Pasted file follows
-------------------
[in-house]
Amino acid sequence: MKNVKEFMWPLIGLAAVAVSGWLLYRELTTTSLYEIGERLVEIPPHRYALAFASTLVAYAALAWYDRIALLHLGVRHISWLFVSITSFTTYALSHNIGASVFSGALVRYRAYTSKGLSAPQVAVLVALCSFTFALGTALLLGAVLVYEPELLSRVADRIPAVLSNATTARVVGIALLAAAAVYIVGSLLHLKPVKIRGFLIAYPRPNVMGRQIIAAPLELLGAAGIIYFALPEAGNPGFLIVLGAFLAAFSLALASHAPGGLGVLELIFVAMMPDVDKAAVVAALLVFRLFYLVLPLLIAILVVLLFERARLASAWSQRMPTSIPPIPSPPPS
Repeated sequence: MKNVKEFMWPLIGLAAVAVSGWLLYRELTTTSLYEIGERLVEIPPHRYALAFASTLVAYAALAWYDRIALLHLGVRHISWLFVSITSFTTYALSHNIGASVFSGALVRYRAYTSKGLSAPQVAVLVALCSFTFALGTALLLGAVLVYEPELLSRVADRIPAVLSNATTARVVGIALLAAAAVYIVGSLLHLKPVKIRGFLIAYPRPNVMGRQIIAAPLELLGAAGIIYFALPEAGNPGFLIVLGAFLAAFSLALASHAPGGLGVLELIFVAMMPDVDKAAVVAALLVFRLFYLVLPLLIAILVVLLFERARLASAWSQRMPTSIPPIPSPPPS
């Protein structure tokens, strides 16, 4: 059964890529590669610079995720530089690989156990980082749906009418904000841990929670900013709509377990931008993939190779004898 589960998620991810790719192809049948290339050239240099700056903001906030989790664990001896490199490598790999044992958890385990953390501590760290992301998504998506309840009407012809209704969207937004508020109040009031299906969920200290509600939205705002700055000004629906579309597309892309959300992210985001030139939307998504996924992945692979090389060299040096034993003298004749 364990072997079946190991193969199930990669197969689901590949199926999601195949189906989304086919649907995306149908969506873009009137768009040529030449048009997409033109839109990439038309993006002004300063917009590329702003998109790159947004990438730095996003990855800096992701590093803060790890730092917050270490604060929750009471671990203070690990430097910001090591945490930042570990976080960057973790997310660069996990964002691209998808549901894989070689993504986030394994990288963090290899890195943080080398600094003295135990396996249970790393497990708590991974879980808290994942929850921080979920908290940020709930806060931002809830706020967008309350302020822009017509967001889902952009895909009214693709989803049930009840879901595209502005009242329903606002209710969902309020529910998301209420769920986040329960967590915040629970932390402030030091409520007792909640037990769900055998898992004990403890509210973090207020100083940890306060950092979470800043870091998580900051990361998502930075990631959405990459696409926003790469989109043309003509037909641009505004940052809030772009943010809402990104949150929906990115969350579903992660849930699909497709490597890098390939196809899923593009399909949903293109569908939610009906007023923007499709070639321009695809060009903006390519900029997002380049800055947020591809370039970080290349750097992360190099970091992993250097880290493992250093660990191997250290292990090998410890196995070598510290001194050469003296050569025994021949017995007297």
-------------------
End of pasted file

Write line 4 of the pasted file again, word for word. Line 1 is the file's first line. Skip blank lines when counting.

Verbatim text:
């Protein structure tokens, strides 16, 4: 059964890529590669610079995720530089690989156990980082749906009418904000841990929670900013709509377990931008993939190779004898 589960998620991810790719192809049948290339050239240099700056903001906030989790664990001896490199490598790999044992958890385990953390501590760290992301998504998506309840009407012809209704969207937004508020109040009031299906969920200290509600939205705002700055000004629906579309597309892309959300992210985001030139939307998504996924992945692979090389060299040096034993003298004749 364990072997079946190991193969199930990669197969689901590949199926999601195949189906989304086919649907995306149908969506873009009137768009040529030449048009997409033109839109990439038309993006002004300063917009590329702003998109790159947004990438730095996003990855800096992701590093803060790890730092917050270490604060929750009471671990203070690990430097910001090591945490930042570990976080960057973790997310660069996990964002691209998808549901894989070689993504986030394994990288963090290899890195943080080398600094003295135990396996249970790393497990708590991974879980808290994942929850921080979920908290940020709930806060931002809830706020967008309350302020822009017509967001889902952009895909009214693709989803049930009840879901595209502005009242329903606002209710969902309020529910998301209420769920986040329960967590915040629970932390402030030091409520007792909640037990769900055998898992004990403890509210973090207020100083940890306060950092979470800043870091998580900051990361998502930075990631959405990459696409926003790469989109043309003509037909641009505004940052809030772009943010809402990104949150929906990115969350579903992660849930699909497709490597890098390939196809899923593009399909949903293109569908939610009906007023923007499709070639321009695809060009903006390519900029997002380049800055947020591809370039970080290349750097992360190099970091992993250097880290493992250093660990191997250290292990090998410890196995070598510290001194050469003296050569025994021949017995007297």